The new finding in our data from a large entire population-based cohort was that the recipients with post-SOT CMV cases had lower (approximately 60% decrease) all-cause mortality rate than that of non-transplant individuals, although the SOT recipient group had a significantly higher IR (nearly 5,000-fold) of CMV cases after transplantation compared to that of non-transplant individuals. The reduction in mortality rate was distinct in kidney transplant recipients (approximately 75% decrease). The comparison of IR or mortality of CMV cases in transplant recipients and non-transplant group has not been performed yet. Interestingly, the patients with CMV in each group were relatively young with a mean age of 40-44 years. This may be because non-transplant patients with various comorbidities may have a higher risk of adverse outcomes with CMV end-organ disease than SOT recipients, although post-SOT CMV disease could also be attributable to morbidity and mortality [30,31,49]. The relatively high all-cause mortality in individuals without transplantation might be related to the various co-morbid illnesses, especially ESRD on dialysis, chronic lung diseases, and HIV-1 infection, and/or the indirect effects of CMV disease, including the risk of infections by other bacteria or fungi [20,30,50].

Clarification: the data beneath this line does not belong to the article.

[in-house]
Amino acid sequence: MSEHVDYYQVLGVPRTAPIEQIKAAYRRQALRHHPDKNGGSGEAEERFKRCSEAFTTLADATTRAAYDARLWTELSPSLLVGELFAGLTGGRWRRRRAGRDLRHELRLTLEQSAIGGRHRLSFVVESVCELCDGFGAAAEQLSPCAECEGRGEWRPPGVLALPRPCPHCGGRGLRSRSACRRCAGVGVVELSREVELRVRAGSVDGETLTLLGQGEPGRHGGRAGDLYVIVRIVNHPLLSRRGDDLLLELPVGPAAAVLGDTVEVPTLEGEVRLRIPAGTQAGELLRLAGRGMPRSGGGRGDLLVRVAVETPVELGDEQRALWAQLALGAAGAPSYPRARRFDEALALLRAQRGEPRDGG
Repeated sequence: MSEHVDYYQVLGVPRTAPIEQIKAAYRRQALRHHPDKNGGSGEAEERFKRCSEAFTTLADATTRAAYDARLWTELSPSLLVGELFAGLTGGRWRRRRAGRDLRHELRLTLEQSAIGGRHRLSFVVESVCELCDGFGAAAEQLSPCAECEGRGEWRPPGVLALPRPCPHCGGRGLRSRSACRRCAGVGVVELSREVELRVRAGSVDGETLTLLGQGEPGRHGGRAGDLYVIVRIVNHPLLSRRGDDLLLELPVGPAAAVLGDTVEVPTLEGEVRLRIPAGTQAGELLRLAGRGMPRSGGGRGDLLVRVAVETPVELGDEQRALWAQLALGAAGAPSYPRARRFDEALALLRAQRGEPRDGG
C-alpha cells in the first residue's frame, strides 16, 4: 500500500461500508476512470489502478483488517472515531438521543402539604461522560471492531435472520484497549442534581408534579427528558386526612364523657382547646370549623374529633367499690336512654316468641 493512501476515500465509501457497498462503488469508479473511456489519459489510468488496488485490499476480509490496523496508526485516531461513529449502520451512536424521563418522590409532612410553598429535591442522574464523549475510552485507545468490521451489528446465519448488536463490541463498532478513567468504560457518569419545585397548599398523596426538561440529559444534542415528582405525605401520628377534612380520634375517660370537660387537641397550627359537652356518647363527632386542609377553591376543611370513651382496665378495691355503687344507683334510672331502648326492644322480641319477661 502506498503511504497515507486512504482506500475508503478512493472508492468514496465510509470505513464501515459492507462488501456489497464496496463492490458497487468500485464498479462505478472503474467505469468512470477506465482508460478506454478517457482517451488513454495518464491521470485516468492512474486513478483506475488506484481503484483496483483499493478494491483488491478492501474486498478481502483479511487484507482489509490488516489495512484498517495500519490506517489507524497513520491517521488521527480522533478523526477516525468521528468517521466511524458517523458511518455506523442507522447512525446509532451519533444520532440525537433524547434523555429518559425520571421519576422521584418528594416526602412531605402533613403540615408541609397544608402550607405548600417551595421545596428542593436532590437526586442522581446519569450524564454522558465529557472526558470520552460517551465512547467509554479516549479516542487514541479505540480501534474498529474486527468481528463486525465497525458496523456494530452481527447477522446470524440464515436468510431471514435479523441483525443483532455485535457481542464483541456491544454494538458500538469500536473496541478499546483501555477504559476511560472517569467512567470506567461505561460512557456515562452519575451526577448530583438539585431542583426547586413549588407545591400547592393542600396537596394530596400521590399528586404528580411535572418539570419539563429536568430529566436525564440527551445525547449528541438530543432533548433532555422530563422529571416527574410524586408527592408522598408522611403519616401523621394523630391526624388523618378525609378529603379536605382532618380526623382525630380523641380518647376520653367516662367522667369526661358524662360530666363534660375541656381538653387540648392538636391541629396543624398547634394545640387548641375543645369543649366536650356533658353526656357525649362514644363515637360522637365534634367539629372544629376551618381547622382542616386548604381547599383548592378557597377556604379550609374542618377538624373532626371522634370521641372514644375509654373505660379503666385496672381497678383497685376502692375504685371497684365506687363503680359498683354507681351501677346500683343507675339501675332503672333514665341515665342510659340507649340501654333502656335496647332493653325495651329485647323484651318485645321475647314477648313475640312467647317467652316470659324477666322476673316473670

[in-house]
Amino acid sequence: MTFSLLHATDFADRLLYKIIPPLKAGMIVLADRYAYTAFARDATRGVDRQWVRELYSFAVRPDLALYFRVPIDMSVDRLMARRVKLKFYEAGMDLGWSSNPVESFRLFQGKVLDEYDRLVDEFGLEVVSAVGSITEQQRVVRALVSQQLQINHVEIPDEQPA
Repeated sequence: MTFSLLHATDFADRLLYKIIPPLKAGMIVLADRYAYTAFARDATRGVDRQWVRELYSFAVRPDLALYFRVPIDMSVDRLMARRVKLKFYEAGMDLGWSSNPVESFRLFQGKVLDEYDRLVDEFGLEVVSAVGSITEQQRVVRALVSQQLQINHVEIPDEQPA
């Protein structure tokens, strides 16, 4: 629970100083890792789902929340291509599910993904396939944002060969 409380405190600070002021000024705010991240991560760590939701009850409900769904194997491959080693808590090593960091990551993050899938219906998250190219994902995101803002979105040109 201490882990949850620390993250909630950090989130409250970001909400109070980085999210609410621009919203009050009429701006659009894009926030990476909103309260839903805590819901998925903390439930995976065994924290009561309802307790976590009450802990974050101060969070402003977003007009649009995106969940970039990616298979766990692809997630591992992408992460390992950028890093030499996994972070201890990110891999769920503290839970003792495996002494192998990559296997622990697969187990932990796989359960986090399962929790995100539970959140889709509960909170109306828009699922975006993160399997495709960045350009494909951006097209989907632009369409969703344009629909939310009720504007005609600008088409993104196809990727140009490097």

Litjens et al. recently reported that donor-derived memory-like NKG2C+ natural killer cells and Vδ2negγδ T lymphocytes could be expanded by CMV replication, and the terminally differentiated TCR αβ+ T lymphocytes with poor alloimmunity, NKG2C gene expression, and resistance of the adaptive immune system driven by interferon could be enhanced during CMV infection [51]. These immunological alterations by active CMV replication may be associated with allograft acceptance in kidney, liver, or heart transplant recipients, as well as protection against post-HSCT leukemic relapse in patients with acute myeloid leukemia [27,51-57]. Even though further studies are needed to explore more evidence for causal relationships, some studies suggest that CMV infection or disease after transplantation might have beneficial effects to avoid various adverse morbidities or mortality in special recipients [51,58,59]. Our epidemiologic results might provide an opportunity to contemplate the large burden of CMV disease in non-transplant settings as well as the potential effect of CMV replication on a poor final outcome in transplant recipients with certain characteristics in actual clinical settings with CMV prevention strategies.